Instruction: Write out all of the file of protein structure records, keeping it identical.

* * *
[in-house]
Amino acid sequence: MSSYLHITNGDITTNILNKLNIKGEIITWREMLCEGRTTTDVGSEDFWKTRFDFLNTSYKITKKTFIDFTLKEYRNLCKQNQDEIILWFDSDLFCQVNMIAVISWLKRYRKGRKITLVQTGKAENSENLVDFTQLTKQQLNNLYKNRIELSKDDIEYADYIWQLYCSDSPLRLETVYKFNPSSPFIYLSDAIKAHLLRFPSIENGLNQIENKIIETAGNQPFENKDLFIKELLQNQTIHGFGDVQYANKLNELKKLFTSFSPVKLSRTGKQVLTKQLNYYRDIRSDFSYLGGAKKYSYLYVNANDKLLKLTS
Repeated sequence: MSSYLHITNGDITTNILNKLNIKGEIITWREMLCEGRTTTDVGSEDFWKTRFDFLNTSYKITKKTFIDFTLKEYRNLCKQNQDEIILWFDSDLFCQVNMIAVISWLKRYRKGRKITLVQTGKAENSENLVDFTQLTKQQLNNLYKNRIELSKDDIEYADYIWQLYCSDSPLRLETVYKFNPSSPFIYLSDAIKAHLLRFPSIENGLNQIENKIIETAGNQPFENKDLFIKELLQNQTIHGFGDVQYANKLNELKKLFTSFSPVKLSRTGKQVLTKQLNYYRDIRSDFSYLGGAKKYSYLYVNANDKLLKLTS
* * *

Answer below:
[in-house]
Amino acid sequence: MSSYLHITNGDITTNILNKLNIKGEIITWREMLCEGRTTTDVGSEDFWKTRFDFLNTSYKITKKTFIDFTLKEYRNLCKQNQDEIILWFDSDLFCQVNMIAVISWLKRYRKGRKITLVQTGKAENSENLVDFTQLTKQQLNNLYKNRIELSKDDIEYADYIWQLYCSDSPLRLETVYKFNPSSPFIYLSDAIKAHLLRFPSIENGLNQIENKIIETAGNQPFENKDLFIKELLQNQTIHGFGDVQYANKLNELKKLFTSFSPVKLSRTGKQVLTKQLNYYRDIRSDFSYLGGAKKYSYLYVNANDKLLKLTS
Repeated sequence: MSSYLHITNGDITTNILNKLNIKGEIITWREMLCEGRTTTDVGSEDFWKTRFDFLNTSYKITKKTFIDFTLKEYRNLCKQNQDEIILWFDSDLFCQVNMIAVISWLKRYRKGRKITLVQTGKAENSENLVDFTQLTKQQLNNLYKNRIELSKDDIEYADYIWQLYCSDSPLRLETVYKFNPSSPFIYLSDAIKAHLLRFPSIENGLNQIENKIIETAGNQPFENKDLFIKELLQNQTIHGFGDVQYANKLNELKKLFTSFSPVKLSRTGKQVLTKQLNYYRDIRSDFSYLGGAKKYSYLYVNANDKLLKLTS